Google Buys On2

Google today announced they are buying On2 Technologies. This is one of their more significant purchases despite the relatively low price tag of $106.5 million since it’s video technology and Google is the largest video source on the web right now.

On2 is really an unknown to most people but their product has an amazing reach thanks to Adobe Flash. VP6 notably was included in Flash 8 and really brought about the age of Flash video (think YouTube). On2 also has VP7 which is considered a H.264 competitor. VP3 was released as open source and lives on as OGG Theora.

Of course by buying On2 Google will not need to pay any licensing for it’s VP7 technology, they can then bundle it into Chrome, Android and Google Chrome OS (finally giving Linux decent web video support). They could also open source it similar to these platforms in hopes that it will gain ubiquity.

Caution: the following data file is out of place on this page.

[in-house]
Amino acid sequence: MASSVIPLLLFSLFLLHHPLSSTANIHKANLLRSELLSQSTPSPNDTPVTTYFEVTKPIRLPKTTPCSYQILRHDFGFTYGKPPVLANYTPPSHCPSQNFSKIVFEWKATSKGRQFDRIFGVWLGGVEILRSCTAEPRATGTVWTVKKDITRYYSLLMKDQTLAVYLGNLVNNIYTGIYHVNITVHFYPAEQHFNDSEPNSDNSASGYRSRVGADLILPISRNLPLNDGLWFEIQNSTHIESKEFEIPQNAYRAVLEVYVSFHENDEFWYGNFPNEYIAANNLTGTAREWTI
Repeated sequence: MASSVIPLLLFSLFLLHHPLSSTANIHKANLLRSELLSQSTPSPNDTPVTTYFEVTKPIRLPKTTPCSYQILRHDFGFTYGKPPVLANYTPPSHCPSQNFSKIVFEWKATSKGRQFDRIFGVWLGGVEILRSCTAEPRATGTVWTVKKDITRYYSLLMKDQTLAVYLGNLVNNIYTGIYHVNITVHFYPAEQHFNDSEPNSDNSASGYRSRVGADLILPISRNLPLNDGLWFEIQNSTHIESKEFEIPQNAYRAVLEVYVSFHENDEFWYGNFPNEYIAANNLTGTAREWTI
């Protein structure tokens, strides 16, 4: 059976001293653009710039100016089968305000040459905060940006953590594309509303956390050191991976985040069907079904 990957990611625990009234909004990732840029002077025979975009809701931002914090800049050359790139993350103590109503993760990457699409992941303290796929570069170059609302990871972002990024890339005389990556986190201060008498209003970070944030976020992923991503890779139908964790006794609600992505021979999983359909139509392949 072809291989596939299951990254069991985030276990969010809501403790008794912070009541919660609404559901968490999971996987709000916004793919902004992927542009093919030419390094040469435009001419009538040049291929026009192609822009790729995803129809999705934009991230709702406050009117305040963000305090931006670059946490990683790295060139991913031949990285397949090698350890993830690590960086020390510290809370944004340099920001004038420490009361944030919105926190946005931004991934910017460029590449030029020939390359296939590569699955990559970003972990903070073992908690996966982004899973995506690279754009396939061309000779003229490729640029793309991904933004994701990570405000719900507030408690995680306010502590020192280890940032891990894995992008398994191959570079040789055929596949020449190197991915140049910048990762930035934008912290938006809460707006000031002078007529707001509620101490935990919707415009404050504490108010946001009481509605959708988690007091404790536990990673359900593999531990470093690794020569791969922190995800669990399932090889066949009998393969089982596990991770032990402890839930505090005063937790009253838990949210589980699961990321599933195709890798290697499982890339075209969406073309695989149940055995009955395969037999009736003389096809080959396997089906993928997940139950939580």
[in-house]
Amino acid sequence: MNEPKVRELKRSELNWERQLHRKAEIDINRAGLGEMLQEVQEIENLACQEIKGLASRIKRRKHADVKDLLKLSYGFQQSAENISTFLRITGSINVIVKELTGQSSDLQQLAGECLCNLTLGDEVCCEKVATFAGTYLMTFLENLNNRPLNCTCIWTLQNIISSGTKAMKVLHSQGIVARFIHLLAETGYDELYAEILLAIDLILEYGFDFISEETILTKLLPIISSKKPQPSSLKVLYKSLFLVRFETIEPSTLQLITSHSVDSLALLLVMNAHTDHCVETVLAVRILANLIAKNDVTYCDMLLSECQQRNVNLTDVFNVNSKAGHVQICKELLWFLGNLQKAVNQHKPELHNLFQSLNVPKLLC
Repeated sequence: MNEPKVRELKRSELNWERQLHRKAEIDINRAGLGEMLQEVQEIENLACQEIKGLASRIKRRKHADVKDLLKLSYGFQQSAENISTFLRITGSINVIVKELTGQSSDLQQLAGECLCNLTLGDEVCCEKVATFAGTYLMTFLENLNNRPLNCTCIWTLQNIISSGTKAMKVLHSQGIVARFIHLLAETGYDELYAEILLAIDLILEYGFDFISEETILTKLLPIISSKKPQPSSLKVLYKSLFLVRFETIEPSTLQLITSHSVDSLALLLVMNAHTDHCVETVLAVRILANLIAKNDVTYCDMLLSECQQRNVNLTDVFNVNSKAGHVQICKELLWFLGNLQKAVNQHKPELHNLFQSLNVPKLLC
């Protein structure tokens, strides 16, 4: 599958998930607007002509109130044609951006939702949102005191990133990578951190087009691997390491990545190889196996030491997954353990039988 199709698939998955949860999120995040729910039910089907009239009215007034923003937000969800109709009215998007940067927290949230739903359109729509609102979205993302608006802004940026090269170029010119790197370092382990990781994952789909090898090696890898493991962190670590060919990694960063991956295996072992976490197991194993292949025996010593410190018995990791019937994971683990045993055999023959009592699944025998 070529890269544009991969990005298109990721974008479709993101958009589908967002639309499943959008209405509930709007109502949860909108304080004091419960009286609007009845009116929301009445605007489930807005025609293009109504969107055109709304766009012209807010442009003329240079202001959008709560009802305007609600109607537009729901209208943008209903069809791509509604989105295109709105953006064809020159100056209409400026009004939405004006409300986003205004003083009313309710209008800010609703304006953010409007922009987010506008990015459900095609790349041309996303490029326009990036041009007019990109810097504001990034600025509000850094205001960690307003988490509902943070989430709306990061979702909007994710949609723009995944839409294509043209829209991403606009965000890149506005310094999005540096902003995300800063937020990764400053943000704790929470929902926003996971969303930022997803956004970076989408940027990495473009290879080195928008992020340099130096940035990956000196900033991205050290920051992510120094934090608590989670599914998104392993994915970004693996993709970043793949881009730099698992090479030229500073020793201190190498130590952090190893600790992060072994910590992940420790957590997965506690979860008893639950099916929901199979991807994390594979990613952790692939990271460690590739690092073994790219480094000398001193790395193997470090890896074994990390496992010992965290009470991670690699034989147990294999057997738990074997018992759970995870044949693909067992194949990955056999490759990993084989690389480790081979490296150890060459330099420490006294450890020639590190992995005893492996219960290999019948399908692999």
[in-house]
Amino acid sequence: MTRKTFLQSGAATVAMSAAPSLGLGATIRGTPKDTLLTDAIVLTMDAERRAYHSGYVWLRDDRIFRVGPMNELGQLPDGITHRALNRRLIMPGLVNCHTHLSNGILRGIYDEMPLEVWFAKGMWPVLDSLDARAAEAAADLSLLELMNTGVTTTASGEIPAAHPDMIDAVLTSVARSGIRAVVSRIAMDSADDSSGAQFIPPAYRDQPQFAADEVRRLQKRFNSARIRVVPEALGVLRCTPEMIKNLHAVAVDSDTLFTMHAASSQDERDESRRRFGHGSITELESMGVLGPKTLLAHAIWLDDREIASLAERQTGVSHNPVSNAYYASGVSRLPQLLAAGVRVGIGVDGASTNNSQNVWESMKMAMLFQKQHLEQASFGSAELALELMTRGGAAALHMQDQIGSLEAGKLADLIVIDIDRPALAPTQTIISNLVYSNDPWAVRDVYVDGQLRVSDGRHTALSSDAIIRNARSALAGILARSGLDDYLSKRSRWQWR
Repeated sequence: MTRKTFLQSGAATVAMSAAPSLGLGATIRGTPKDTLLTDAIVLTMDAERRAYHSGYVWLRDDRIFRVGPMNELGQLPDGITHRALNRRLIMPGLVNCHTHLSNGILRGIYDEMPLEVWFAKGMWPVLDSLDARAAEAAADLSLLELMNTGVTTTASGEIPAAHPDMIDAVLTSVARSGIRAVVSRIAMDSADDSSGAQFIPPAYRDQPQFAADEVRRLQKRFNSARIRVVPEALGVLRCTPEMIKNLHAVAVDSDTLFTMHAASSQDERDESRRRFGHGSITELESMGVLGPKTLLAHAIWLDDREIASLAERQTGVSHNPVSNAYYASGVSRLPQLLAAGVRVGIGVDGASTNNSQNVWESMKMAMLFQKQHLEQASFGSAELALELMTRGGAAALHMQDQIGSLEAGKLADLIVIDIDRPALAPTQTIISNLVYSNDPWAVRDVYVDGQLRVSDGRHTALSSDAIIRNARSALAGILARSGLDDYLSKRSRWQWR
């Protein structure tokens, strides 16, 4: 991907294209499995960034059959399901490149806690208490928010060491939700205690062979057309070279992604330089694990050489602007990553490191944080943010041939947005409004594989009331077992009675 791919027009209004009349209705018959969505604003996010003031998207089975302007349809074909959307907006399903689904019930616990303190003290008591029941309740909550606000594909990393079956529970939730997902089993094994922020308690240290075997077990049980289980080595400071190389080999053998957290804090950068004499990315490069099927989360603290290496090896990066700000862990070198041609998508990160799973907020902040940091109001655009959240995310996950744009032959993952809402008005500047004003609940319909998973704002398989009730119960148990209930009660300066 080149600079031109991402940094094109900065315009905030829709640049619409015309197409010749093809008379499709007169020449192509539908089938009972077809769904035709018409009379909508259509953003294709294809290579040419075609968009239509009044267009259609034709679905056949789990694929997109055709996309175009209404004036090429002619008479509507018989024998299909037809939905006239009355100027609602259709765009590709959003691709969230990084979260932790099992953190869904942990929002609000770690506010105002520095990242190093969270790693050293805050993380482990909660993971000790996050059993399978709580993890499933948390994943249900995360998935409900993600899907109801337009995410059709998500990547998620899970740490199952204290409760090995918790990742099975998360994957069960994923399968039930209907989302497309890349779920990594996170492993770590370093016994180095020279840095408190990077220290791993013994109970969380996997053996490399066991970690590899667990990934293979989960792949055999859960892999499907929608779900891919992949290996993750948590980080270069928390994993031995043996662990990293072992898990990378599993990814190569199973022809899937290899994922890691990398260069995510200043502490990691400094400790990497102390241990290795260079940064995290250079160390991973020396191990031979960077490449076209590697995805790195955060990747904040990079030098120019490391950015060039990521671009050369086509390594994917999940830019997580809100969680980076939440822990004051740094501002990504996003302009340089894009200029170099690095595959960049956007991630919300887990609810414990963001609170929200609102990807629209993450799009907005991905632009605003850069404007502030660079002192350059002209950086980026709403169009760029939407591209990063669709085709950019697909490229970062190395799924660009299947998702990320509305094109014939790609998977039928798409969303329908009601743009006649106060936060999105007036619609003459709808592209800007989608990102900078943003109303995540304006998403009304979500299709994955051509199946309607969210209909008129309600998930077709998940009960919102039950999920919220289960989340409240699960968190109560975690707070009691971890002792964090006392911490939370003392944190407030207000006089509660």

This does however leave me wondering if this pending On2 deal had any bearing on the decision to leave HTML 5 <video/> codec ambiguous. It’s noteworthy since Google is very involved in the HTML 5 efforts. As I mentioned last month licensing is really key. If VP7 were open sourced and it’s licensing were compatible to meet Apple and Mozilla’s needs (which could lead to inclusion in Safari and Firefox respectively), OGG Theora is potentially dead overnight. Given Google’s strategy so far of making technology open source in efforts to encourage adoption, I wouldn’t rule this out, though it would likely take a while to evaluate everything and make sure they legally have that option. Timeline could also come into play here. The web isn’t necessarily going to wait for Google. These reviews can potentially take a long time. No guarantee others will incorporate it either, though it’s a pretty good deal should licensing work.

It’s also interesting that now Microsoft has Windows Media Player, Apple has QuickTime, and Google has On2’s codec bundle. It’s not exactly a “player”, but considering it’s usage it’s just as important.

It’s going to be very interesting to see how this plays out. One thing that seems relatively certain is that Google just made web video more interesting.